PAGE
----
Improvisation was a regular part of musical performance in the Baroque and Renaissance eras. Unlike today, performers were almost always also composers as well, and someone performing someone else's composition would often take liberties - even adding whole sections to the work. Today it is highly unusual that a performer would depart from the score, even a tiny bit!
In our program Flights of Fancy, we will be finding different ways to present how improvisation is a part of period music. In some cases, the ensemble will be improvising ornamentation, variations of written melodies, as well as brand new melodies created on the spot. In addition, you will hear a glimpse of the improvisational skills of Baroque (and earlier) composer-performers themselves through works of theirs that were meant to evoke their improvisational style.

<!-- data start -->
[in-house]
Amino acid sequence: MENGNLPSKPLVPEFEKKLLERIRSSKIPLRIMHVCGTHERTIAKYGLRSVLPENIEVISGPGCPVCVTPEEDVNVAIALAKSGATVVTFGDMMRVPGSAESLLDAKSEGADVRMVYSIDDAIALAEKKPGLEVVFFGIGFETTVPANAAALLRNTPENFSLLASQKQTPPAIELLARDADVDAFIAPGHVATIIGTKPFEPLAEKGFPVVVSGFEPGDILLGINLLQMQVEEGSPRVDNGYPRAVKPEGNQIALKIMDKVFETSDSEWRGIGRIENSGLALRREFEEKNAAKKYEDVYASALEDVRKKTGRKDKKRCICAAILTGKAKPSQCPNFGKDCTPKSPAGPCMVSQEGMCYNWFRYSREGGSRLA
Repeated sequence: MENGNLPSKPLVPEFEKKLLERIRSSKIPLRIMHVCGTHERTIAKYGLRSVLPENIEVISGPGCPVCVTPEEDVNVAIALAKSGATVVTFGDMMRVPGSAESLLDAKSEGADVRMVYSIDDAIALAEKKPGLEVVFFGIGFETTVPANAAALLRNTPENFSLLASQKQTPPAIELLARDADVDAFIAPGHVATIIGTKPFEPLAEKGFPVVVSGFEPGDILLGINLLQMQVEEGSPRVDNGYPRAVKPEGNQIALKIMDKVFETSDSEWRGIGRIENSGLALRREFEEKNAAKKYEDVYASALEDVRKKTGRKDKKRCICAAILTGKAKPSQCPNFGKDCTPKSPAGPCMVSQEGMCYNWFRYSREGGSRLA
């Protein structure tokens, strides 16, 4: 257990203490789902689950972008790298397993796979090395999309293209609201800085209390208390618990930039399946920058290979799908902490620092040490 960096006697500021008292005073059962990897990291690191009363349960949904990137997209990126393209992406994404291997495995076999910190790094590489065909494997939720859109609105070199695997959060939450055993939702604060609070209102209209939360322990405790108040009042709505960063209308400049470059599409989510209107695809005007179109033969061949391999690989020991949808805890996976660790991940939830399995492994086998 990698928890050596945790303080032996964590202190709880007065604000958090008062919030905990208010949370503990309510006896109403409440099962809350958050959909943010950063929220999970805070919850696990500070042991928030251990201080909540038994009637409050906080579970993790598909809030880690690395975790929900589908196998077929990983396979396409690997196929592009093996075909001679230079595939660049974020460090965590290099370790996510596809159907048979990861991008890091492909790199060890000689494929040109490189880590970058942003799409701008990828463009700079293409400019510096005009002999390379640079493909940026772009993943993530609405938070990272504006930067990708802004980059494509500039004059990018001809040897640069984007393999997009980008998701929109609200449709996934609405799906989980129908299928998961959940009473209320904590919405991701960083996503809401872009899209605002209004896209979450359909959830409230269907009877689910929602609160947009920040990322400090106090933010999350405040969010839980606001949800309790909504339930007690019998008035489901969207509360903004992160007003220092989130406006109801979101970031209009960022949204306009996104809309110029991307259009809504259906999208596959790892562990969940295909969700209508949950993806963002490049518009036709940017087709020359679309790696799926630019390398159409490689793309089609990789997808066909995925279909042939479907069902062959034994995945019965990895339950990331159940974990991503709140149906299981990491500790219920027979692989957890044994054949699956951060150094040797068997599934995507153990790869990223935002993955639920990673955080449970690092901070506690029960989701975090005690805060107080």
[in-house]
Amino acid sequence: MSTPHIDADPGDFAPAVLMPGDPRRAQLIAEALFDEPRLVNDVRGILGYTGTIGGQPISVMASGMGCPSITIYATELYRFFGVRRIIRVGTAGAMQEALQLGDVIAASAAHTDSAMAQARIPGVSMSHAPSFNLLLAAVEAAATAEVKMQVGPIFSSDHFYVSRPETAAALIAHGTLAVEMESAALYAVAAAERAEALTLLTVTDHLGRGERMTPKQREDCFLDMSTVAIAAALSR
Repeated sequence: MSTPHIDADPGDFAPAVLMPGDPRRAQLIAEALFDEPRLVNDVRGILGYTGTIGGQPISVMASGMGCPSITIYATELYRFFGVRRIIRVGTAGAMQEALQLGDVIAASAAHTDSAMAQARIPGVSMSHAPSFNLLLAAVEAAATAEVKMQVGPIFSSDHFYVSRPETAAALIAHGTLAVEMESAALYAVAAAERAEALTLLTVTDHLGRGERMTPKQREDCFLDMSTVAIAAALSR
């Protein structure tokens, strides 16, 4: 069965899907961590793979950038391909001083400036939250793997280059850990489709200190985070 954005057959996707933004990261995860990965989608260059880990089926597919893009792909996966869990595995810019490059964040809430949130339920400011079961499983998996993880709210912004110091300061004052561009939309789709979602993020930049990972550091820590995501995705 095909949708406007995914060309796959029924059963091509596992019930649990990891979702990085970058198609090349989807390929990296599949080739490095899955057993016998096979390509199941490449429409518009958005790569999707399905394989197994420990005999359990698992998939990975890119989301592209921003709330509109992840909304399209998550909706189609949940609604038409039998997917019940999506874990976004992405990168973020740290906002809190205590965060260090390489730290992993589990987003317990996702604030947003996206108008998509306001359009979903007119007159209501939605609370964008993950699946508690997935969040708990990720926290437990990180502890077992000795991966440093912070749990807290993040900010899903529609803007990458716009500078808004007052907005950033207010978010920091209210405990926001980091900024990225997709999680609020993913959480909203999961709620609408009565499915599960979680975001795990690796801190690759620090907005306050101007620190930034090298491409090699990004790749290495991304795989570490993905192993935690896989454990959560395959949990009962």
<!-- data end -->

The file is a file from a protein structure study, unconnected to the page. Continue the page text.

One of the pieces we will perform is a strikingly beautiful ornamented version of a melody by Giovanni Pierluigi da Palestrina, which Francesco Rognoni included in his treatise on how to improvise ornaments to existing melodies. It could be argued that--given the robust ornamentation--Rognoni ends up creating a whole new piece.
Below is a performance of the original madrigal by Palestrina, followed by another performance in which the vocal parts are played by brass instruments while the violin creates her own ornaments for the melody. You'll have to wait until February 9th to hear Rognoni's version!